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Q & A with visiting cyber scholar Pasha Sharikov

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Pasha Sharikov

Earlier this fall, a researcher from the Institute for USA and Canada Studies (ISKRAN), Pasha Sharikov, joined the CISSM research faculty as a visiting scholar. Sharikov, who will be in College Park through Summer 2020, discussed his research interests with CISSM.

1. What attracted you to the Visiting Scholar Program at CISSM?
CISSM has been a long-time partner of my home institution—the Institute for USA and Canada Studies (ISKRAN)—and I have enjoyed being part of our joint program since 2004. CISSM is part of an elite academic program for international security policy, so when I was approached with the visiting scholar opportunity, I took no time in making my decision.

 2. Tell us about your educational and professional background?
I have always been interested in technology policy. This interest grew into a dissertation on U.S. cybersecurity policy, which I defended in Moscow in 2009. Since then, I have been working with ISKRAN as a Research Fellow on these issues, as well as others related to domestic U.S. policies. I believe that much of the problems with the Russian-American relationship is rooted in misunderstandings about the key domestic political issues. I have also taught a number of courses on the American political system at Moscow State University. I publish articles and serve as an expert for a number of Russian and international research networks such as: the Russian International Affairs Council, Valdai Discussion Club, and Younger Generation Leadership Network for Euro Atlantic Security.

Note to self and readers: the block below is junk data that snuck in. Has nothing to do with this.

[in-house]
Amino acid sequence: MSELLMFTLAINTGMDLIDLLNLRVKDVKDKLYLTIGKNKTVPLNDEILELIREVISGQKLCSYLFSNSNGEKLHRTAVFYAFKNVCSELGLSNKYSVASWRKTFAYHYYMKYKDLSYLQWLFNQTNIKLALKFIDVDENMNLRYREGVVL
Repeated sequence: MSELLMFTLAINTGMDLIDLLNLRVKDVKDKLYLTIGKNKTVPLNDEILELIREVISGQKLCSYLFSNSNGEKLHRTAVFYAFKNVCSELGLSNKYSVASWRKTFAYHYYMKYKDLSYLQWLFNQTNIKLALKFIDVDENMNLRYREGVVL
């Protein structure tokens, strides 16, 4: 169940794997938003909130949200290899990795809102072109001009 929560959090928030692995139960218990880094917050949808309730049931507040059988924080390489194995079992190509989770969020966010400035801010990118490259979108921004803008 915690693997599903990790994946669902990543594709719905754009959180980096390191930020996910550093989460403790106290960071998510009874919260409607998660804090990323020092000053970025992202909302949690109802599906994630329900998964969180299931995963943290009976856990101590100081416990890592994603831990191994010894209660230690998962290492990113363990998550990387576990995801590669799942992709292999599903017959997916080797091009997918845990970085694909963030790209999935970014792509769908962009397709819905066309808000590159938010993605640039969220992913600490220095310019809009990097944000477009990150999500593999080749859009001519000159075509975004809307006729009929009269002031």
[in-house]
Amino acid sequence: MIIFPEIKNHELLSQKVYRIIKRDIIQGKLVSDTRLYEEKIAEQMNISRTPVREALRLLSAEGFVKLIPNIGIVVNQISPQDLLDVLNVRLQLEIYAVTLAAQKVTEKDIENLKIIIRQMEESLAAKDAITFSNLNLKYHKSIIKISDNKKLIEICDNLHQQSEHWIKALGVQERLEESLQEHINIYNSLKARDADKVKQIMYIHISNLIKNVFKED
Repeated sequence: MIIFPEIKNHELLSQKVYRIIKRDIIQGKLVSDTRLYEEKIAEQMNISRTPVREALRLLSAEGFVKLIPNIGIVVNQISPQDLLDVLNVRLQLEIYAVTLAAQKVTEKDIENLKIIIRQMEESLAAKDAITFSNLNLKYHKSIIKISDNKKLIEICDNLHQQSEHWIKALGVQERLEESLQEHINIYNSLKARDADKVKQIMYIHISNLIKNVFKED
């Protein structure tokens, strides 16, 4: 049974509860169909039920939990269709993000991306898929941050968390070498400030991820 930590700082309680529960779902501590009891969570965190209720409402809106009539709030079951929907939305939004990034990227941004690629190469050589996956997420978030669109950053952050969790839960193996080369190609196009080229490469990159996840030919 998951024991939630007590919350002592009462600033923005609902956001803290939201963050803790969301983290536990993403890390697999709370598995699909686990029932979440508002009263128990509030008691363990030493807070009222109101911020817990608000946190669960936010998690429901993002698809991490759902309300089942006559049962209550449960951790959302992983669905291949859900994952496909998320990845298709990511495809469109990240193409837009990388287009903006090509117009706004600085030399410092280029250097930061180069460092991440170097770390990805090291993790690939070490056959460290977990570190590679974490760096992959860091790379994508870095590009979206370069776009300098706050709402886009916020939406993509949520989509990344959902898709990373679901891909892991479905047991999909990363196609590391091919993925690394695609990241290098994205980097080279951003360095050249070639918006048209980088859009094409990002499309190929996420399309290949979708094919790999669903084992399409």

3. What are your current research interests?
My current research interest is how security dynamics in cyber space play a role in the current Russian-American standoff. The current situation is very different from the one we faced during the Cold War, and technological developments are a major reason why. We hear about it in all the recent conflicts: mutual accusations of interfering in domestic affairs (and elections in particular), and the collapse of the arms control regime. Cyber threats can be thought of as serious a threat as nuclear weapons were in the Cold War. The big debate that I want to contribute to is how cyber issues can be incorporated in a new arms control agenda.

4. What do you hope to achieve during your time here?
I believe that there is a widening gap between the Russian and American societies, which makes escalation of the current conflict more probable. There is a lack of understanding on both sides, and I believe that Track-2 diplomacy is urgently needed to overcome the crisis. I want to contribute to minimizing Americans’ misconceptions of Russians and vice versa.
 


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